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The tasks are not really estimated in hours but ideal hours. It's really hard to predict how many ideal hours will be available in a week, and it's generally not a good idea at all to infer the capacity on a sprint based on hour estimates. See for example this Scrum Alliance blog article Story points and task hour comparison can be thought of as the ...


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If you are looking for different granularity in time (sprints vs releases/versions) and/or detail level (feature set changes vs development tasks) then a good approach is to separate these to 2 different projects and use issue linking as needed. Then in the high-level project you get a nice view for all the stakeholders and your long-term roadmap planning. ...


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Following are a few simple tips, that might be helpful for you - Split large stories along the boundaries of the data supported by the story. Split large stories based on the operations that are performed within the story. Split large stories into separate CRUD [Create, Read, Update, Delete] operations. Consider removing cross-cutting concerns (such as ...


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As you just wish to use the source code control, it won't make any difference which of those templates you use. Because VSO forces you to choose, I'd be inclined to select Agile. This is because you're a lone developer whereas scrum is intended for a scrum team. (I've not used CMMI so cannot comment on that)


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I would document deliberately unsupported use cases/stories/requirements/features in your test files, which are much more likely to be regularly consulted, updated, etc. than specifications would be. I'd document each unsupported feature in the highest-level test file in which it was appropriate to discuss that feature. If it was an entire use case, I'd ...


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Looks like what you are looking for is called as Deployment Pipeline which as mentioned by @prasanna is the key part of Continuous Delivery. Key for Continuous Delivery is Continuous Integration [which in turn requires automated tests] and automated deployment with Configuration Management tools. Regarding the tool, you can use Jenkins along with its ...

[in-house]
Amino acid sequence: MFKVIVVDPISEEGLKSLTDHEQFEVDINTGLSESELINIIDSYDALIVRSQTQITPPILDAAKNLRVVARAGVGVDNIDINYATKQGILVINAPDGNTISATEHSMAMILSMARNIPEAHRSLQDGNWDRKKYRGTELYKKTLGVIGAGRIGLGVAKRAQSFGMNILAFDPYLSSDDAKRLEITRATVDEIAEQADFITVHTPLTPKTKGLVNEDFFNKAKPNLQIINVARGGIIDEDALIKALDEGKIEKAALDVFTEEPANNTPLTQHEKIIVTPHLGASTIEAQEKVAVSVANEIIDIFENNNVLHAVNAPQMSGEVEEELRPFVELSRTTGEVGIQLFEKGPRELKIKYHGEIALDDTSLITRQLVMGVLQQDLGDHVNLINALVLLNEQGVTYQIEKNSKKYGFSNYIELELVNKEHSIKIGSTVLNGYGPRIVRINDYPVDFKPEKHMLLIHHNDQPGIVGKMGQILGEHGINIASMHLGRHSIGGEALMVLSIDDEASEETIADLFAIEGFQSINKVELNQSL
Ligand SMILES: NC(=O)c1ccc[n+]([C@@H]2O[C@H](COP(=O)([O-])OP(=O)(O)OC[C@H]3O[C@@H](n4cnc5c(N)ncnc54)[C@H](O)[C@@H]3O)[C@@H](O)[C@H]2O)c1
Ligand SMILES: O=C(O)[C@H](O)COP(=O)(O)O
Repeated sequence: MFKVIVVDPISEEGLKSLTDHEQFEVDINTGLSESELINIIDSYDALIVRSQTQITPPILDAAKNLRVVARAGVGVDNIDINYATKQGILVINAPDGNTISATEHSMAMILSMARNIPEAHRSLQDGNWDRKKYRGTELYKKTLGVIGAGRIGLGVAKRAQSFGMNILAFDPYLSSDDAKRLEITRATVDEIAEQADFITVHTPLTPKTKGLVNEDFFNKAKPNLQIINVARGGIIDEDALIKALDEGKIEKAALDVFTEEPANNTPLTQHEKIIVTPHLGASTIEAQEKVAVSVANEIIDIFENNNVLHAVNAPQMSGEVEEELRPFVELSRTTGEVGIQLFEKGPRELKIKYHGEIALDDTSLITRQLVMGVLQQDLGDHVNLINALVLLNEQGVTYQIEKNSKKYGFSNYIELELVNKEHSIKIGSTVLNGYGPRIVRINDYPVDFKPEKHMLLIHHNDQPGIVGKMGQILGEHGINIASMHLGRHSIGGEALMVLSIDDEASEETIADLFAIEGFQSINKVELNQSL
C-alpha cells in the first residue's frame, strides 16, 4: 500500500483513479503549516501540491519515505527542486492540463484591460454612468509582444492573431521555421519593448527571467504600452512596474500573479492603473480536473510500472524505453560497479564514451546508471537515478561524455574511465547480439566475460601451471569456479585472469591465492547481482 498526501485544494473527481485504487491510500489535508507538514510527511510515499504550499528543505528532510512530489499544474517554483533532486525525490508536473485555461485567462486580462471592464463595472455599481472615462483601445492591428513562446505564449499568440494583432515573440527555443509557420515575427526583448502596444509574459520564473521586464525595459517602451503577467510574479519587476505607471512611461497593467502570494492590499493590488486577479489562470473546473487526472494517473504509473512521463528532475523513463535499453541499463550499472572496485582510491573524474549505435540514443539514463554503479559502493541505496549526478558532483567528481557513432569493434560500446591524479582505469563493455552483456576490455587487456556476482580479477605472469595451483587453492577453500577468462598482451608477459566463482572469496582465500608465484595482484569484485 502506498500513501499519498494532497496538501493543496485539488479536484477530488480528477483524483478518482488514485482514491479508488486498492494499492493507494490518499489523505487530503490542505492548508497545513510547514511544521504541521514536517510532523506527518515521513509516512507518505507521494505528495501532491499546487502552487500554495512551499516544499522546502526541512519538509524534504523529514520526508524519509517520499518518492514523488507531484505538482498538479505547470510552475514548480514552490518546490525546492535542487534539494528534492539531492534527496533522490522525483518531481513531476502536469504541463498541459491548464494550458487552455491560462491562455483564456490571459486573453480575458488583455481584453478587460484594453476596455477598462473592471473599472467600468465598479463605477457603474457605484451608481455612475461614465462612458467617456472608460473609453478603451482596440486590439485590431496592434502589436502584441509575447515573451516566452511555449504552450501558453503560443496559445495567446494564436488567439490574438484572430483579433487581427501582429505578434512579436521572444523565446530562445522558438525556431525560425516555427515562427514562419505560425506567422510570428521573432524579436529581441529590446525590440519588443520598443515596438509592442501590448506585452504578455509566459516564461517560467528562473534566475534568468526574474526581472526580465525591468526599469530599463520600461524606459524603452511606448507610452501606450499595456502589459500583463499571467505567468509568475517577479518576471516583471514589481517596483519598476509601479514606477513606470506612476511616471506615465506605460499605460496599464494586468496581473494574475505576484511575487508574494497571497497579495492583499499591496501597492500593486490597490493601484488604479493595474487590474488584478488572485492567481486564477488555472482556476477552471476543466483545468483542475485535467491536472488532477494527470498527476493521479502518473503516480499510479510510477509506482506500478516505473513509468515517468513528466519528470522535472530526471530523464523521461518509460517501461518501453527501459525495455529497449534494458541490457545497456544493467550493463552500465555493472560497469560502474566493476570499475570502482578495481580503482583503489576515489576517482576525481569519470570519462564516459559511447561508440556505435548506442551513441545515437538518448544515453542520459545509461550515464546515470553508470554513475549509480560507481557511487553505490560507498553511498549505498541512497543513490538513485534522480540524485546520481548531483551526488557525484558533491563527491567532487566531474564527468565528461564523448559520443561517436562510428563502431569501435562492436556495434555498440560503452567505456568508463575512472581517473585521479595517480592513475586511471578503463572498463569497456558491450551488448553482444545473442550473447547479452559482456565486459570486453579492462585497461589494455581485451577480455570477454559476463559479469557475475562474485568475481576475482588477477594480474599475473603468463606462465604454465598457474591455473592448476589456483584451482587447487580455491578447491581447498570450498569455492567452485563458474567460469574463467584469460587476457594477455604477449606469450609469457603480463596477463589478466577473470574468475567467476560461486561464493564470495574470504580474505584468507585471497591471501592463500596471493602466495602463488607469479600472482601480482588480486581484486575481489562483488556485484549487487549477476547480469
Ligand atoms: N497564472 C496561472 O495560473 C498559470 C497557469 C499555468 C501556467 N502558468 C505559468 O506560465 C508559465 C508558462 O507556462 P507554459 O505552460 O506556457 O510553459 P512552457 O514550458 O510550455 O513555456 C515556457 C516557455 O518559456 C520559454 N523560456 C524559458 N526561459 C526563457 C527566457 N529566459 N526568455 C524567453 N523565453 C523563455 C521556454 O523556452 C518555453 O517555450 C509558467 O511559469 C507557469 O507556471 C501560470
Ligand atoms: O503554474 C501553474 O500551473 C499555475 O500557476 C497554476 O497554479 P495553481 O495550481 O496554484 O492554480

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I opened a ticket at Atlassian and they replied with the following: According to our article on Getting Agile Ready with Atlassian OnDemand: JIRA permissions — Your users need to have the following permissions: Creating/Linking pages to an epic: Requires 'Edit Issues' permission. Creating/Linking pages to an sprint/sprint report: Requires ...


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You should never test undefined behavior, by ...definition. The moment you test a behavior, you are defining it. In practice, either it's valuable to handle a hedge case or it isn't. If it is, then there should be a user story for it, which acts as documentation for that edge case. What you don't want to have is an old user story documenting a future ...


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You need to make sure to create a parent link to the PBI/UserStory/Requirement. Orphan tasks won't show up in the sprint board, and one of the benefits of web access is it usually creates the links for you automatically, on VS you need to create the link manually. Also be sure to set the area properly if you have multiple teams.


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There are several framework to test routines in the different kind of databases. Some of them follow the xUnit specification, and this allows to have jUnit-like tests at database level. For DB2, there is a framework called db2unit: https://github.com/angoca/db2unit With this framework you can compare objects (numbers, dates, boolean, strings, etc.) like ...


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Agile has a Functional Specification document in the form of the agile Features list, Product Backlog and even as far into the sprint as tasks in the sprint Backlogs too. The fact they are not called documents doesn't make them any less. And the difference from the Functional Spec in waterfall?...Agile Functional Spec only contains what is required (lol) ...



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